It's the last Sunday of 2019, the so-called President is hate-tweeting the Speaker of the House, Chuck Todd has copped a plea to naïveté with regard to his own bothsiderism, and the first Democratic primaries are fast approaching.
A key premise for Meet the Press is symmetry between the two major political parties. The whole show is built on that. But in the information sphere — the subject of Chuck Todd’s confessions — asymmetry has taken command. The right wing ecosystem for news does not operate like the rest of the country’s news system. And increasingly conservative politics is getting sucked into conservative media. It makes more sense to see Fox News and the Trump White House as two parts of the same organism. As these trends grind on they put stress on Meet the Press practices. But it takes imagination to see how the show might be affected— or changed. In place of that we have Chuck Todd pleading naiveté.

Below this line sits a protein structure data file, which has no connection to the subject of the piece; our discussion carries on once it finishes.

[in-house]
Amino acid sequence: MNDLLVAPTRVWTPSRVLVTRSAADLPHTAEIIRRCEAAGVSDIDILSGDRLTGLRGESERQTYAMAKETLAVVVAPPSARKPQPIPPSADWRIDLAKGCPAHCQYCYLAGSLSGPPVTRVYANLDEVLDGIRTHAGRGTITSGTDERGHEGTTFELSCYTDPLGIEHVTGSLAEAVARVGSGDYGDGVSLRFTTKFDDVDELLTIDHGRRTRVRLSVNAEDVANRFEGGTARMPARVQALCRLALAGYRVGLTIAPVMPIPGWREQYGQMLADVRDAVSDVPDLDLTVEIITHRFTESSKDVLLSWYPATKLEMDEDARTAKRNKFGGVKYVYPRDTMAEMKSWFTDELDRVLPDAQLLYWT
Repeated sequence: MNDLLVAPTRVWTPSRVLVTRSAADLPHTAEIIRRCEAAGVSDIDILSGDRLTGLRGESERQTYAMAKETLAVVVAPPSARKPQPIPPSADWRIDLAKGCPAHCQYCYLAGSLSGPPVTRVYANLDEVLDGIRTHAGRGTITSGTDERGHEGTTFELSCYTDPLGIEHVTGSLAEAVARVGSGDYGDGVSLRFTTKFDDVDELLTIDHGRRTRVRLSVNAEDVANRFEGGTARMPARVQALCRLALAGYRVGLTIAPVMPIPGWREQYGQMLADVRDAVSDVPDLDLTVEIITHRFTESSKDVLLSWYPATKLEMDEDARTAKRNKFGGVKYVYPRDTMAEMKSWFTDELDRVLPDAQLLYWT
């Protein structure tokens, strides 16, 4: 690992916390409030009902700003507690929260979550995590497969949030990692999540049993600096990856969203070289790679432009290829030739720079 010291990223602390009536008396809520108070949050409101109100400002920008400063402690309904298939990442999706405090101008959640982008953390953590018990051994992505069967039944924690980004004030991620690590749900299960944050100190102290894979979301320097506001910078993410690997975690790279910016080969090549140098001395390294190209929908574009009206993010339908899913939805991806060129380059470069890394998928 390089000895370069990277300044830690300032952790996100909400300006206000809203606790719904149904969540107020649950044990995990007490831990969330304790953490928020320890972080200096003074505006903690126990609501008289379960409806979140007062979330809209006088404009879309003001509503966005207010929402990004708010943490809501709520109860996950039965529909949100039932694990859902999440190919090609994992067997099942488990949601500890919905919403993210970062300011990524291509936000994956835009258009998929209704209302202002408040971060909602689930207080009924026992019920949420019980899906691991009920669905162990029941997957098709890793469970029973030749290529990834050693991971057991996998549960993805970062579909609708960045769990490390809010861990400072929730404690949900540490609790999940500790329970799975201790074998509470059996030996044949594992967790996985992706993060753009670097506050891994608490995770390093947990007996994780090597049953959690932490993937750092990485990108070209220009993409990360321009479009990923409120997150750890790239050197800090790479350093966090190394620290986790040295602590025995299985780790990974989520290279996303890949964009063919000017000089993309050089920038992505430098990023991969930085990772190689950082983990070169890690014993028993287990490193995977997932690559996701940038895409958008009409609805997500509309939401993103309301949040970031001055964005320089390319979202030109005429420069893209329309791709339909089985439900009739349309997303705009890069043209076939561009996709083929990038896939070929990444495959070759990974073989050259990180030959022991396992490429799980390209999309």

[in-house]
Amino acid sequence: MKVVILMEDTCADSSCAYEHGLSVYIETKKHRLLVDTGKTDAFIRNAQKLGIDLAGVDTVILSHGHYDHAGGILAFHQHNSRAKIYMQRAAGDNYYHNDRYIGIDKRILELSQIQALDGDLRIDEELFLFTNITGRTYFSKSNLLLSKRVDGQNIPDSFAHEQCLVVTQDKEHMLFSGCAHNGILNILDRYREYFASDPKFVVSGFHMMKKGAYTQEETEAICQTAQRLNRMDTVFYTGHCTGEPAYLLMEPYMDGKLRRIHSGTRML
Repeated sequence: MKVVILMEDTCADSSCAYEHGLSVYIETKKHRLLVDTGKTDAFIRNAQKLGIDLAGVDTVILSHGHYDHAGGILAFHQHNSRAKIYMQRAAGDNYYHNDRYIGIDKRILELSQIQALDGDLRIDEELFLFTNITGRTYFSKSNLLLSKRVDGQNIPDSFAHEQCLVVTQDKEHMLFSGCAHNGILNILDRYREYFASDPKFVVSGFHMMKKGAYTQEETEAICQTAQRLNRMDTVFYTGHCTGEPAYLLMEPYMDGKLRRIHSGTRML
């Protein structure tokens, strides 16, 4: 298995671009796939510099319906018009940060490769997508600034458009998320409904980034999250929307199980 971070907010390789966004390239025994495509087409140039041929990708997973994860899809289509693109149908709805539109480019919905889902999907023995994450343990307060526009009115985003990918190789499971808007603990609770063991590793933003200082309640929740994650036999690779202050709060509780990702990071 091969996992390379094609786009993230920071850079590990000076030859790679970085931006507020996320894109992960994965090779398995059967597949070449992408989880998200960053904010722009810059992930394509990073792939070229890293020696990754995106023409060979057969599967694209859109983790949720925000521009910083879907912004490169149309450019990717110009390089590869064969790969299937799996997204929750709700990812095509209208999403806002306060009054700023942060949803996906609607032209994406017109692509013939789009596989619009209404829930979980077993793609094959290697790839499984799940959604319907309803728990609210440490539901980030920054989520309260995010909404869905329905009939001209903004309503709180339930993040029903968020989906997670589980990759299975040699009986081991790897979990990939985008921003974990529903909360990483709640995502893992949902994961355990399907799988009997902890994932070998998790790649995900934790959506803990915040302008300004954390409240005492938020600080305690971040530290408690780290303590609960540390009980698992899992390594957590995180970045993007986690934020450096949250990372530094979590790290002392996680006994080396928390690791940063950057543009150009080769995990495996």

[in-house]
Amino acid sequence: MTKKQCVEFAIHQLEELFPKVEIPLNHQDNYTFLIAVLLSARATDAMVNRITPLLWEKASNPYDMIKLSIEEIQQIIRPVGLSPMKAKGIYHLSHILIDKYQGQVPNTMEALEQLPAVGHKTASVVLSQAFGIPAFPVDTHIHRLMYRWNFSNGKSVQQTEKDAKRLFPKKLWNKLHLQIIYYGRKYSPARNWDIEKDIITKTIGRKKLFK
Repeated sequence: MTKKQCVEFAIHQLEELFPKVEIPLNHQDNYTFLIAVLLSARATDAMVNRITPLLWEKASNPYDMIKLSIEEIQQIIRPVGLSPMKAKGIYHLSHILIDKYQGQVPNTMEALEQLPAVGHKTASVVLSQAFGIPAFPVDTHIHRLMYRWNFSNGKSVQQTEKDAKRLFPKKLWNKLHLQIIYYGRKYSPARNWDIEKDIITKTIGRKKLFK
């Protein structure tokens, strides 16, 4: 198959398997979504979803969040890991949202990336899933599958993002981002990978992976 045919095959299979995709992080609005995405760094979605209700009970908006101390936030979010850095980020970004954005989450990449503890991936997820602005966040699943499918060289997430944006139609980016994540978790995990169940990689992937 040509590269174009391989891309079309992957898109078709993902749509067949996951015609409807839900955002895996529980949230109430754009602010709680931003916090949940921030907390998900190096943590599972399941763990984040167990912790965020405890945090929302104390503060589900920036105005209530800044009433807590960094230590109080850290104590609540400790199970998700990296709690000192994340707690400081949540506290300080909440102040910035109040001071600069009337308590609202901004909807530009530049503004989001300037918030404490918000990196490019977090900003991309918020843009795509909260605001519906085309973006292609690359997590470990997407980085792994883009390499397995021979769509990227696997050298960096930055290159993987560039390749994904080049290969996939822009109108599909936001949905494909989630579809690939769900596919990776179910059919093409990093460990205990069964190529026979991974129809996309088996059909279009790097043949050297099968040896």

And so it goes. Let's see how the debate is framed on the shows today. Here's the lineup:
ABC’s “This Week” — Robert O’Brien, White House national security adviser; Sen. Chris Van Hollen, D-Md.; Democratic presidential candidate Andrew Yang.
NBC’s “Meet the Press”— Dean Baquet, executive editor of The New York Times, and Martin Baron, executive editor of The Washington Post; author Masha Gessen and former U.S. Ambassador to Russia Michael McFaul.
CBS’ “Face the Nation” — Ivanka Trump, adviser to the president (taped); Sens. Chris Coons, D-Del., and James Lankford, R-Okla.
CNN’s “State of the Union” — Sen. John Kennedy, R-La.; Rep. Joe Kennedy III, D-Mass.
“Fox News Sunday” — Sen. Ben Cardin, D-Md.; Rep. Steve Scalise, R-La.
What's catching your eye this morning?